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S3E34 bonus: Ask Jack #1

Ask Jack with Jack McNulty

Welcome to the inaugural episode of Ask Jack, featuring the prodigious culinary talents of professional holistic chef Jack McNulty answering food-related questions generated by you, our community. Check out the show notes below that dig deeper into the topics covered on this episode. Set your dials to this station when Ask Jack #2 premieres on May 12, 2021, and don’t forget to submit your questions for Jack by emailing them to [email protected]

Healthiest Cookware Options 

The goal of any cookware is to conduct heat evenly and efficiently while remaining chemically non-reactive. No single pan meets these goals completely. Here’s a brief breakdown on the plusses and minuses of different cookware options: 

  • Ceramics (Earthenware, Stoneware and Glass): chemically stable and non-reactive. No impact on taste/flavors. Not good at higher temperatures. Always avoid any ceramic with lead glazing. 

  • Enamelware: thin layer of powdered glass infused on steel or iron creates a non-reactive surface with some degree of non-sticking. Holds heat well over a long time. Not good in conditions of rapid heating or cooling. Susceptible to chipping. Particularly suited for slow cooking using lower temperatures either on the stovetop or in an oven. 

  • Aluminum: lower cost and lightweight. Excellent heat conductivity providing fast and even heating. Anodized aluminum means they have been treated with a thin protective layer that is non-sticking. Aluminum cookware without treatments reacts to acids and alkaline foods, altering appearance and flavor. 

  • Copper: best material in terms of conductivity. Expensive option. Most copper pans are lined with stainless steel or tin. They are not good when heated or cooled rapidly. Susceptible to rapid degradation when used in higher temperature cooking (230°C or 450°F).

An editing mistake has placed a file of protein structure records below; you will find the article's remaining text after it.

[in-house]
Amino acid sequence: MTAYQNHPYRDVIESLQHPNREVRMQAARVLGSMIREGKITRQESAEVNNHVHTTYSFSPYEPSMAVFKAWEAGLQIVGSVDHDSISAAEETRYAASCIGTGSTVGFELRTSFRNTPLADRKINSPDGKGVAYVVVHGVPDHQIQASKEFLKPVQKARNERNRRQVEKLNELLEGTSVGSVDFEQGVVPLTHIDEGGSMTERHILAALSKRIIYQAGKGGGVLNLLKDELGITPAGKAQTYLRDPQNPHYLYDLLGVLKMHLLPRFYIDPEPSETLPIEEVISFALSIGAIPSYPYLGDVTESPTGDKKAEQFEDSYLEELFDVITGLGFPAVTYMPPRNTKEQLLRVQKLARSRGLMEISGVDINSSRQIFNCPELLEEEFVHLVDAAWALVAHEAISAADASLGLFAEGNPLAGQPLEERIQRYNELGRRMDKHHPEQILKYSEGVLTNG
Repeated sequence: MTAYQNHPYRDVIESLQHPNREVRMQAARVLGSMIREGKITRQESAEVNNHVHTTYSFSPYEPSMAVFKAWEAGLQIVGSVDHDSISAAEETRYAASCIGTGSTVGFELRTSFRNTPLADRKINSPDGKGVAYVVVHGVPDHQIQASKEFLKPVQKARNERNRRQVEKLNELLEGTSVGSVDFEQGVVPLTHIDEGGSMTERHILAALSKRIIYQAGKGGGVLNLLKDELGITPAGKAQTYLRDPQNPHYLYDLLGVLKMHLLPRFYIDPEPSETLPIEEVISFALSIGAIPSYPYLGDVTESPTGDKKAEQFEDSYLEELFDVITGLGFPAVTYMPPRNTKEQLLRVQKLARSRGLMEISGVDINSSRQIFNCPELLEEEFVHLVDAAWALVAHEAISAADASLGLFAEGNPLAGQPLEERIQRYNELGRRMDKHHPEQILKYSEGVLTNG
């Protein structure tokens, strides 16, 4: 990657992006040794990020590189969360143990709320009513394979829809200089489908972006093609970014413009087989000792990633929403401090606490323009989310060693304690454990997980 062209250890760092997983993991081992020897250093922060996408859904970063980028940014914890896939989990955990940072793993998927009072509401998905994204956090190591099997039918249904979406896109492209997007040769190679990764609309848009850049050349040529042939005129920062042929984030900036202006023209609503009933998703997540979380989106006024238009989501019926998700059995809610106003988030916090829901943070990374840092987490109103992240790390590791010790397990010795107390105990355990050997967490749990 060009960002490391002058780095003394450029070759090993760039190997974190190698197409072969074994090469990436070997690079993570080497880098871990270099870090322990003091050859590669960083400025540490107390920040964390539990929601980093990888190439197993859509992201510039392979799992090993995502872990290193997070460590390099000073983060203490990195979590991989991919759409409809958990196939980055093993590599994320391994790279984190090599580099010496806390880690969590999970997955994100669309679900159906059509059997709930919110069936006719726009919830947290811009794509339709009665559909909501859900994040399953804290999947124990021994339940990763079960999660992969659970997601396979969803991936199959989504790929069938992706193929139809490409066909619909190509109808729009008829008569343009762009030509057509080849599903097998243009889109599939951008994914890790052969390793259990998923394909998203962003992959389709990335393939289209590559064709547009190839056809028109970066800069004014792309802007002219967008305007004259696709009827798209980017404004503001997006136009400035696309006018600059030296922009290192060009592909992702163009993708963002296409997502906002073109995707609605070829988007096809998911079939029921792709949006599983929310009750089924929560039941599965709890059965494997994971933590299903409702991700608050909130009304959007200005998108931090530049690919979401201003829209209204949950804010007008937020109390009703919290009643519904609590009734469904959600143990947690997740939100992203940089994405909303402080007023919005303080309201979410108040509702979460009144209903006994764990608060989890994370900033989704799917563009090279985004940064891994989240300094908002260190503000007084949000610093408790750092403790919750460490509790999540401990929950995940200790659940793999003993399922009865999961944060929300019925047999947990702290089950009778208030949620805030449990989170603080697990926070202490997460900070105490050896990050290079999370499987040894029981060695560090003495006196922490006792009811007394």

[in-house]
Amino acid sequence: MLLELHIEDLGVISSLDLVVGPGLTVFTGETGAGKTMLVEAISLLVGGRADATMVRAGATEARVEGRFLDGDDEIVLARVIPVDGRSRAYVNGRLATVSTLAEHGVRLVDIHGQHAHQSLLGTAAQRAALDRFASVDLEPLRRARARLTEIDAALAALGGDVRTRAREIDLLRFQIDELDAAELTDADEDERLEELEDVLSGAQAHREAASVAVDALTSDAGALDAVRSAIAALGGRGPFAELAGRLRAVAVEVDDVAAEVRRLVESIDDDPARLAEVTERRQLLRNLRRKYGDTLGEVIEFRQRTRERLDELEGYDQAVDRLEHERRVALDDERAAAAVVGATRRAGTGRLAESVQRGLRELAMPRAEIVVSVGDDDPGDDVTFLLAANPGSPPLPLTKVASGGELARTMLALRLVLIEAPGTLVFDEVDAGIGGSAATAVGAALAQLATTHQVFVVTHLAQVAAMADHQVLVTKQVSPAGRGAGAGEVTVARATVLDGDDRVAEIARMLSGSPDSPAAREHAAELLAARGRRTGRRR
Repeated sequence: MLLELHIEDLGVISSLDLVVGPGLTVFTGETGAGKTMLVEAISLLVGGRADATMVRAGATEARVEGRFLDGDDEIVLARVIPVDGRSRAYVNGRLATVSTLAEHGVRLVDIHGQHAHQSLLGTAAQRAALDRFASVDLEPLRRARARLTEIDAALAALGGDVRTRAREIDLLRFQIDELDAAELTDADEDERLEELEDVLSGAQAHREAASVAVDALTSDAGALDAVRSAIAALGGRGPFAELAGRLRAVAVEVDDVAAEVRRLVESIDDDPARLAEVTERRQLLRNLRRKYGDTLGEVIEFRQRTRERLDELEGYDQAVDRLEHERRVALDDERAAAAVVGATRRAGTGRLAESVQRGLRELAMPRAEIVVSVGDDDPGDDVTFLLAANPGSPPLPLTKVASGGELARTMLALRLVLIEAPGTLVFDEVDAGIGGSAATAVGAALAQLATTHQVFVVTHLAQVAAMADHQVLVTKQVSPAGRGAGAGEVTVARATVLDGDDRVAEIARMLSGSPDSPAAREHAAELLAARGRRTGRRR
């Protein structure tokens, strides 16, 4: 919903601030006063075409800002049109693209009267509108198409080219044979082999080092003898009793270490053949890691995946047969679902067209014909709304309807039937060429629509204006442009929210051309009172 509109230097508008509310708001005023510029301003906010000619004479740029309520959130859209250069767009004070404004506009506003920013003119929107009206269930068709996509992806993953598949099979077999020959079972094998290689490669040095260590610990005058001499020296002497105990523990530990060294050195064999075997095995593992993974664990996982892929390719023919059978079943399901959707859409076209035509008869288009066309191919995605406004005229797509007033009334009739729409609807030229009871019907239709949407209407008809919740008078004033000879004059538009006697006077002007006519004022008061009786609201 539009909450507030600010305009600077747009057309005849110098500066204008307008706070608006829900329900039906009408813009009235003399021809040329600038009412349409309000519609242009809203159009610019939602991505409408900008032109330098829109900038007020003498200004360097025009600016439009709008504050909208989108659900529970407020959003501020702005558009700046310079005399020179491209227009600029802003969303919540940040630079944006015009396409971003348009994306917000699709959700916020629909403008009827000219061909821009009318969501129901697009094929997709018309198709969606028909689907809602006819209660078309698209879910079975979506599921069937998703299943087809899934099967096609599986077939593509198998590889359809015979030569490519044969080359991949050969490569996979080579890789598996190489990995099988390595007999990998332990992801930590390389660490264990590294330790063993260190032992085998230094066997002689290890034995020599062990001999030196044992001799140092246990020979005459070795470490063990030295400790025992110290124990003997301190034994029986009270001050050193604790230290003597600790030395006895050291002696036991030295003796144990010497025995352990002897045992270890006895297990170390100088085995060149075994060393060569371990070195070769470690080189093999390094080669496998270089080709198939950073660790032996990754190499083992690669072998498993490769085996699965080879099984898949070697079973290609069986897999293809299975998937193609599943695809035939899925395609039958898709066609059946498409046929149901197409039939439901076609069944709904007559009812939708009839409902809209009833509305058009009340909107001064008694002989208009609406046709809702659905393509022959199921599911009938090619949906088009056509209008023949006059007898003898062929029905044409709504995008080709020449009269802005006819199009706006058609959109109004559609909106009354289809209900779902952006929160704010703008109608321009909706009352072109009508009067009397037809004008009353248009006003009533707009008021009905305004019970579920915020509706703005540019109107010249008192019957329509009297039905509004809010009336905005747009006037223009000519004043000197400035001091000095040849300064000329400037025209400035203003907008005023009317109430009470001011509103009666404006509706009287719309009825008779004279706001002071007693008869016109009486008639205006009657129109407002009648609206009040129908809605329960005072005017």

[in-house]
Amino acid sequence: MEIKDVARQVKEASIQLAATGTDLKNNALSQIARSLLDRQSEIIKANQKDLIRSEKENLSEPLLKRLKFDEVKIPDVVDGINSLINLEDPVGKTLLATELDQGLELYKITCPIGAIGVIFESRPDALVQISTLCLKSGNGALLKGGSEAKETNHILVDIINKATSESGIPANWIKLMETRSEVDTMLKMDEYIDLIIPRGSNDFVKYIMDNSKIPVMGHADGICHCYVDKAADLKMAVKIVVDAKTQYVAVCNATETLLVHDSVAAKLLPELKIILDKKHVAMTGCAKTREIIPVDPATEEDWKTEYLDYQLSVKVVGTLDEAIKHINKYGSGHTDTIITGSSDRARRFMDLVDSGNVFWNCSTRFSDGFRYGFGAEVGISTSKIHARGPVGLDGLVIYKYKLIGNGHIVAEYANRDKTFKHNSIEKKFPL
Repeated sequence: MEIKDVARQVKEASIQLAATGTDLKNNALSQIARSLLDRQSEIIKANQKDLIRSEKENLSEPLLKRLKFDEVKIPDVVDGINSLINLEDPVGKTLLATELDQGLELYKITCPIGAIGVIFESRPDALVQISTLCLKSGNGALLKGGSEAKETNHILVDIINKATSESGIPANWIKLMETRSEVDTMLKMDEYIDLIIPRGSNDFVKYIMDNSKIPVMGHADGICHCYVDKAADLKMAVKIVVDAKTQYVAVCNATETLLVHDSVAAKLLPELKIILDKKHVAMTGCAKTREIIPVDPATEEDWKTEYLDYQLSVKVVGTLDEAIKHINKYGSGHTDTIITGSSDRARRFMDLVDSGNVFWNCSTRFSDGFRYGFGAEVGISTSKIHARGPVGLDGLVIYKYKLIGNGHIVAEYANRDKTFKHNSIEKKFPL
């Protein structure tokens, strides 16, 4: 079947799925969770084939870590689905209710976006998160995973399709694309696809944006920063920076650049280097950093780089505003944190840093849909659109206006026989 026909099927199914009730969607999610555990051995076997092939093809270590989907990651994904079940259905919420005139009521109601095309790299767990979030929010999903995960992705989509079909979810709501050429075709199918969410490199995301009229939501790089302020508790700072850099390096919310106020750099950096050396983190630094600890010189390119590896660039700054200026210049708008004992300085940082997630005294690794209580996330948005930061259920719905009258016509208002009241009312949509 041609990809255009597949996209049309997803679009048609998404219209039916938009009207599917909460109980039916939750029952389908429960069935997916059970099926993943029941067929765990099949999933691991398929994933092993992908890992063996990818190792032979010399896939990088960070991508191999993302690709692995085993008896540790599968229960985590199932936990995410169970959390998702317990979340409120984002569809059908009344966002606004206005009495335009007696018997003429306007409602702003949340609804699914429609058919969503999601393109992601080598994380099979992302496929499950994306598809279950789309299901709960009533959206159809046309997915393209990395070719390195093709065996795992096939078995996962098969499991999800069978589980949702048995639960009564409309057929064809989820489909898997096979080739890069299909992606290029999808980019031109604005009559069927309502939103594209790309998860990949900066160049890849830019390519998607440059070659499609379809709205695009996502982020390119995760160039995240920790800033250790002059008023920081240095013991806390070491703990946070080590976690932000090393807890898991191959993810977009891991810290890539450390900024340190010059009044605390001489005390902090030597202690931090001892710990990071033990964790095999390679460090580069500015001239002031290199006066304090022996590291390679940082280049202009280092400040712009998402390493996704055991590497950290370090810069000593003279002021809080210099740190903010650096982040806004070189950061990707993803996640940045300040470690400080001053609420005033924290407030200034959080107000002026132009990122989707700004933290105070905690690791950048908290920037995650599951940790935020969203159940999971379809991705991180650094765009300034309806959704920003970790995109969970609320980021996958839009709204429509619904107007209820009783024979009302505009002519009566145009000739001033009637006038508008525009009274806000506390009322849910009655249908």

• Iron and Carbon Steel: good conductor of heat but can be uneven. Can also react with and discolor food. Absorbs and holds heat extremely well over longer periods. Once preheated, cooking temperatures can be reduced. Non-stick surface can be created when ‘seasoning’ the cookware. Heat unsaturated oil for several hours in a moderate oven, then cool and wipe clean. Appropriate 1-2 times per year. Avoid abrasives and dishwashers to keep surface ‘seasoned’. Use of oil in pan during seasoning process has no negative effect on food – it is OMS safe. 

  • Stainless Steel: iron and carbon mixture. Expensive option, but also long-lasting when cared for. Decent heat conduction and non-reactive to food. Closest to meeting ultimate objective of a good pan. Always preheat pan over moderate to low temperatures before adding food or liquids. Avoid dishwashers to prolong life. 

  • Non-Stick Pans: non-stick surfaces are created from thin layer of a chemical compound (Teflon or other modern versions). Short shelf life of less than 3 years. Not appropriate at high temperatures, which could cause toxins or warping of pans. Easily scratched. Avoid dishwashers, abrasive cleaners and abrasive utensils. Can be used for effective non-stick cooking at low temperatures. Light coating of oil in pre-heated pan enhances non-stick surface. 

  • Green Pans: a type of non-stick pan. Thin layer of ceramic applied to surface rather than a chemical compound. Safer non-stick option than most non-stick pans, but still perform poorly at higher temperatures. Susceptible to cracking and chipping. Short shelf life. 

Extra Tips: how to limit use of oil in cooking for cookware types… 

  • Cast Iron and Carbon Steel: make sure your pan is well-seasoned at all times. Preheat the pan before adding your food. Avoid using any kind of cooking utensil that will scratch the surface. It is ok to allow food to stick briefly to the pan; just release the food with a small amount of liquid. 

  • Ceramics: preheat the pan or pot slowly over low heat. Avoid using temperatures above medium and make sure to cool the pan or pot slowly at room temperature. Preheat before oven use. 

  • Non-Stick pans (including new generation varieties): heat the pot or pan slowly over low heat. Never exceed medium temperatures and avoid using cooking utensils that will scratch the surface. Cool the pan slowly to preserve the non-stick surface. Avoid dishwashers. 

  • Aluminum and Stainless Steel: preheat before adding food. Allow the food to stick to the bottom of the pan or pot and release it with 1-2 tablespoons of water or other liquid. For best results, use medium temperatures and avoid high temperature cooking. Always cool to room temperature before cleaning. Avoid dishwashers. 

Benefit of Organic vs. Traditional Farming